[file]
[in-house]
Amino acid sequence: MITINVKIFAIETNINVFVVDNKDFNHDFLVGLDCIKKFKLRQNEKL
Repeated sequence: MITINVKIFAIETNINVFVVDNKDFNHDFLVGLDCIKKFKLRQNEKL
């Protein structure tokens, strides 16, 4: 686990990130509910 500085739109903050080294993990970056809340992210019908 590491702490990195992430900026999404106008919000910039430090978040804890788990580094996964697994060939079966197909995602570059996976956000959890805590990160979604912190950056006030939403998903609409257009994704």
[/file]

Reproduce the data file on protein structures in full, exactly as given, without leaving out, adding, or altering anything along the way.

[in-house]
Amino acid sequence: MITINVKIFAIETNINVFVVDNKDFNHDFLVGLDCIKKFKLRQNEKL
Repeated sequence: MITINVKIFAIETNINVFVVDNKDFNHDFLVGLDCIKKFKLRQNEKL
């Protein structure tokens, strides 16, 4: 686990990130509910 500085739109903050080294993990970056809340992210019908 590491702490990195992430900026999404106008919000910039430090978040804890788990580094996964697994060939079966197909995602570059996976956000959890805590990160979604912190950056006030939403998903609409257009994704």